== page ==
Current issue: 54(2)
Many kinds of planning systems have been labelled decision support systems (DSS), but few meet the most important features of real DSSs in planning and control of wood procurement. It has been concluded that many reasons exist to develop DSSs for wood procurement. The purchasing of timber seems to be one of the most promising areas for DSS, because there is no formal structure for these operations and decisions deal with human behaviour. Relations between DSSs and different features of the new approaches in wood procurement are also discussed, and hypotheses for future studies suggested.
The two introductory books written by emeritus professor William Duerr provide an opportunity to scope the research progress in the forest economic discipline during almost a quarter century. This paper gives a presentation of the books (Fundamentals of Forest economics, 1960, and Forestry Economics as Problem Solving, 1984), and the development of forest economics during the period.
The PDF includes a summary in English.
The factors affecting the non-industrial, private forest owners’ (NIPF) strategic decisions in management planning are studied. A genetic algorithm is used to induce a set of rules predicting potential cut of the forest owners’ choices of preferred timber management strategies. The rules are based on variables describing the characteristics of the landowners and their forest holdings. The predictive ability of a genetic algorithm is compared to linear regression analysis using identical data sets. The data are cross-validated seven times applying both genetic algorithm and regression analyses in order to examine the data-sensitivity and robustness of the generated models.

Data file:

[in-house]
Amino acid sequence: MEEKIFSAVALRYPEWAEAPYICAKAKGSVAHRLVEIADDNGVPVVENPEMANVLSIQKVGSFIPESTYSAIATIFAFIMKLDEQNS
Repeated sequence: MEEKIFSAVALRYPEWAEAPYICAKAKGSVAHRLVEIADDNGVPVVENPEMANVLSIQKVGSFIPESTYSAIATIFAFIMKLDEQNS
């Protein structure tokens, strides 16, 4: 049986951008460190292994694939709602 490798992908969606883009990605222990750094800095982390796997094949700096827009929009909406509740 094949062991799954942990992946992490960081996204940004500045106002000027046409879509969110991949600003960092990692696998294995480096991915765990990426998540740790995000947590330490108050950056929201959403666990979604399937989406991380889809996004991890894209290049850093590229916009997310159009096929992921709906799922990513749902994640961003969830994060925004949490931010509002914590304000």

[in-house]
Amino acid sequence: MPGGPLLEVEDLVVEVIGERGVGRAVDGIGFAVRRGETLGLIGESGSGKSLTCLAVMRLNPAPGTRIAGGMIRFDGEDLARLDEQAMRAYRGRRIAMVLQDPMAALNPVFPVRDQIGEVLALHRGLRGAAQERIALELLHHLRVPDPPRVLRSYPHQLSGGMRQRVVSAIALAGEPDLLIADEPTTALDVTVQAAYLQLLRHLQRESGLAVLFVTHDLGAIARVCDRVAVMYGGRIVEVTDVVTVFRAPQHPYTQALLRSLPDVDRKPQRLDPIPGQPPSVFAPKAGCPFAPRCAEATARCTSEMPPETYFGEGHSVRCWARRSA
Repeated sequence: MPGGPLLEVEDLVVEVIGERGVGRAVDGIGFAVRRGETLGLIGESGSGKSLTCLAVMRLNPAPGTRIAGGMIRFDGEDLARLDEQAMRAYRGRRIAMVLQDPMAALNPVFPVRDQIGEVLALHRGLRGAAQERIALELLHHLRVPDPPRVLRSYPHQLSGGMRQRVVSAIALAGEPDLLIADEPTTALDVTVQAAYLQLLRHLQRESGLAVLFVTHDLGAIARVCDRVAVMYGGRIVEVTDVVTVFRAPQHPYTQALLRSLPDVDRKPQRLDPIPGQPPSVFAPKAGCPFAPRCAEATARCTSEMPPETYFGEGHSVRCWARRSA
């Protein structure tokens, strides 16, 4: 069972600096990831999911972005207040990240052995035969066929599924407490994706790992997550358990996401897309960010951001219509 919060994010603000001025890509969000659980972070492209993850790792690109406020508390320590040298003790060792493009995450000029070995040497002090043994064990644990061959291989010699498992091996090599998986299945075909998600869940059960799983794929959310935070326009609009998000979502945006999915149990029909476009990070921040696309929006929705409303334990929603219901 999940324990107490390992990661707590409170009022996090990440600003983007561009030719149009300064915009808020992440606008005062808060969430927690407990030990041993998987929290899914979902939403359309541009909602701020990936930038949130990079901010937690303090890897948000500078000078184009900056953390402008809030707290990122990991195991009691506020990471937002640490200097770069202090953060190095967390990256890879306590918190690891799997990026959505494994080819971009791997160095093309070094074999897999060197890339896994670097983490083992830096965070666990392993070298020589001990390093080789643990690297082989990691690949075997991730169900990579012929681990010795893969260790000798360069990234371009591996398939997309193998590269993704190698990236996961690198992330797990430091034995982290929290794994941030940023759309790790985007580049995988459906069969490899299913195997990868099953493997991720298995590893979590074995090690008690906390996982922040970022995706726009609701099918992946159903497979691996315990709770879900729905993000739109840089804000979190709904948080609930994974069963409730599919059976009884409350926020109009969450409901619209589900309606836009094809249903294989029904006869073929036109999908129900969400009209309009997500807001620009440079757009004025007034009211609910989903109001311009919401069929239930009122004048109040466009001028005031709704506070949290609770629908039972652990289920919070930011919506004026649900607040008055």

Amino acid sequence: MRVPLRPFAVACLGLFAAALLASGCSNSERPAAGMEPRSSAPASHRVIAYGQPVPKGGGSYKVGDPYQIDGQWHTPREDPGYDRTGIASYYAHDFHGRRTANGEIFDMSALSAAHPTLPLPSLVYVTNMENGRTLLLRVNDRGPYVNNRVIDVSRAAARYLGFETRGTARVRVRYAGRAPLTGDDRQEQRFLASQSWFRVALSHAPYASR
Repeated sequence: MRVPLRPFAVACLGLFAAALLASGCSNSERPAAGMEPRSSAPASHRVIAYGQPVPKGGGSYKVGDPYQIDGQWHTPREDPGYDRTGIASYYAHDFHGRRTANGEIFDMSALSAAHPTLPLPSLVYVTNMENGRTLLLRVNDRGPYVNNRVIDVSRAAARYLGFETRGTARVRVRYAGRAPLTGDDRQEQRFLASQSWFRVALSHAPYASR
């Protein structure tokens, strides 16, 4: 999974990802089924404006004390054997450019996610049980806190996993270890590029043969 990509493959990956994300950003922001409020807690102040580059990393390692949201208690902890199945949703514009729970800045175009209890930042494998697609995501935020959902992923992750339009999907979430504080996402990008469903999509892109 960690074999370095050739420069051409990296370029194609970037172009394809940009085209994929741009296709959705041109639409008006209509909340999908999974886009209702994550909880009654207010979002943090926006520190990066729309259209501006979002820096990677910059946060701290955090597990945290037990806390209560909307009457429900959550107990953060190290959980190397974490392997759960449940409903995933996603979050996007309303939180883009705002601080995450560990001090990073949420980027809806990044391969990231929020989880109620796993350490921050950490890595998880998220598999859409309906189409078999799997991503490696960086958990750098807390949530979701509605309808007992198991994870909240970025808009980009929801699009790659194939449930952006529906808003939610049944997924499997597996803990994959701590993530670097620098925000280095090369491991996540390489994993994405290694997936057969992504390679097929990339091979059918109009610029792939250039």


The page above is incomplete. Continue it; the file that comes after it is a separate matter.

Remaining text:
The optimal rule set derived from genetic algorithm analyses included the following variables: mean initial volume, forest owner’s positive price expectations for the next eight years, forest owner being classified as farmer, and preference for the recreational use of forest property. When tested with previously unseen test data, the optimal rule set resulted in a relative root mean square error of 0.40.
In the regression analyses, the optimal regression equation consisted of the following variables: mean initial volume, proportion of forestry income, intention to cut extensively in future, and positive price expectations for the next two years. The R2 of the optimal regression equation was 0.3 and the relative root mean square error from the test data 0.38.
In both models, mean initial volume and positive stumpage price expectations were entered as significant predictors of potential cut of preferred timber management strategy. When tested with complete data set of 201 observations, both the optimal rule set and the optimal regression model achieved the same level of accuracy.